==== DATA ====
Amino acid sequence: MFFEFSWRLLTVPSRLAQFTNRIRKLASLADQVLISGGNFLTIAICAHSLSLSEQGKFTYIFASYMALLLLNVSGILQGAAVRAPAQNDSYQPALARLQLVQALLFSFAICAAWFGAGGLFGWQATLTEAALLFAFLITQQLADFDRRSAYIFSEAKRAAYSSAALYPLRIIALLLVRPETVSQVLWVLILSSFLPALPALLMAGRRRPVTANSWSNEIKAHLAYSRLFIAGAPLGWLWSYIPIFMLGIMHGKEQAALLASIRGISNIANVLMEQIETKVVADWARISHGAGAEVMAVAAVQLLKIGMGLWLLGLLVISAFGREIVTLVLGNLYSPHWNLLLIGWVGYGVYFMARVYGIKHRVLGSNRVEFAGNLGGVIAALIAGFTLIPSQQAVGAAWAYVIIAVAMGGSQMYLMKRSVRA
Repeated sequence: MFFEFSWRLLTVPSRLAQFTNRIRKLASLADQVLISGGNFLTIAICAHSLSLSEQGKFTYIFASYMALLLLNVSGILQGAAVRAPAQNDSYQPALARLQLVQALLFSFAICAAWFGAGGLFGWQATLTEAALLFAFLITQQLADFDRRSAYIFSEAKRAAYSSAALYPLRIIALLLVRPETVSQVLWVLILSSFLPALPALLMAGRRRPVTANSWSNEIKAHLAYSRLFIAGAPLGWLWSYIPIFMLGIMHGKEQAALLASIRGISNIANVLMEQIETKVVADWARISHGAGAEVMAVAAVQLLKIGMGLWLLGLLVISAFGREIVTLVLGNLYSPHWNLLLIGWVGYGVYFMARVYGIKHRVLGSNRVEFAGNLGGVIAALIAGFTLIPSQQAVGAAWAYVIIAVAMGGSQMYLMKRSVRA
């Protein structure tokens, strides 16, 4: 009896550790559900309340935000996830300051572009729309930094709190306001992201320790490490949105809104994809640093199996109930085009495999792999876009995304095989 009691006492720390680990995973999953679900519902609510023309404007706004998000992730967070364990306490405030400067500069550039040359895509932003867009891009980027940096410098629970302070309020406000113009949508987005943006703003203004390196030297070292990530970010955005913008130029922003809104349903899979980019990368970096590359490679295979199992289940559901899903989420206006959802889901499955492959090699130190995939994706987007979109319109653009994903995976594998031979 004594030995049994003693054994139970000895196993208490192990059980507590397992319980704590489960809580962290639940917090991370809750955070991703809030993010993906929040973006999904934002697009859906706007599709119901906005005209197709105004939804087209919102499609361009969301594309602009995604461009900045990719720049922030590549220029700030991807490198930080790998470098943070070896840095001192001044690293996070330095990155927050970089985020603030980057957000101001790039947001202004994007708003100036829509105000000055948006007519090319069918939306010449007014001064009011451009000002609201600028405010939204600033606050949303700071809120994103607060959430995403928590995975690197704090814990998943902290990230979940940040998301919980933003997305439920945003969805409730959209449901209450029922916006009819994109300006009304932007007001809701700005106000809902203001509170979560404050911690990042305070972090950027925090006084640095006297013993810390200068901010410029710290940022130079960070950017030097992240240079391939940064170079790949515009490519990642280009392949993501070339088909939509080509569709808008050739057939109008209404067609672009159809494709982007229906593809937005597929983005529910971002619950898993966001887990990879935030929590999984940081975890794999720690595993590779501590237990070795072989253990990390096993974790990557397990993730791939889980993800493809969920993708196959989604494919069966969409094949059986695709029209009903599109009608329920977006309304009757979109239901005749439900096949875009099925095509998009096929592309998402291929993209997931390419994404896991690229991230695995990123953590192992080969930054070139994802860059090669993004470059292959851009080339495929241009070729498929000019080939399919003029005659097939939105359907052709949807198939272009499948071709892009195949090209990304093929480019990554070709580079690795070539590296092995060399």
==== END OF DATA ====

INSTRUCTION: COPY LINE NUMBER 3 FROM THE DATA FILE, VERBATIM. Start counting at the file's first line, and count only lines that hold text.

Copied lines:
């Protein structure tokens, strides 16, 4: 009896550790559900309340935000996830300051572009729309930094709190306001992201320790490490949105809104994809640093199996109930085009495999792999876009995304095989 009691006492720390680990995973999953679900519902609510023309404007706004998000992730967070364990306490405030400067500069550039040359895509932003867009891009980027940096410098629970302070309020406000113009949508987005943006703003203004390196030297070292990530970010955005913008130029922003809104349903899979980019990368970096590359490679295979199992289940559901899903989420206006959802889901499955492959090699130190995939994706987007979109319109653009994903995976594998031979 004594030995049994003693054994139970000895196993208490192990059980507590397992319980704590489960809580962290639940917090991370809750955070991703809030993010993906929040973006999904934002697009859906706007599709119901906005005209197709105004939804087209919102499609361009969301594309602009995604461009900045990719720049922030590549220029700030991807490198930080790998470098943070070896840095001192001044690293996070330095990155927050970089985020603030980057957000101001790039947001202004994007708003100036829509105000000055948006007519090319069918939306010449007014001064009011451009000002609201600028405010939204600033606050949303700071809120994103607060959430995403928590995975690197704090814990998943902290990230979940940040998301919980933003997305439920945003969805409730959209449901209450029922916006009819994109300006009304932007007001809701700005106000809902203001509170979560404050911690990042305070972090950027925090006084640095006297013993810390200068901010410029710290940022130079960070950017030097992240240079391939940064170079790949515009490519990642280009392949993501070339088909939509080509569709808008050739057939109008209404067609672009159809494709982007229906593809937005597929983005529910971002619950898993966001887990990879935030929590999984940081975890794999720690595993590779501590237990070795072989253990990390096993974790990557397990993730791939889980993800493809969920993708196959989604494919069966969409094949059986695709029209009903599109009608329920977006309304009757979109239901005749439900096949875009099925095509998009096929592309998402291929993209997931390419994404896991690229991230695995990123953590192992080969930054070139994802860059090669993004470059292959851009080339495929241009070729498929000019080939399919003029005659097939939105359907052709949807198939272009499948071709892009195949090209990304093929480019990554070709580079690795070539590296092995060399």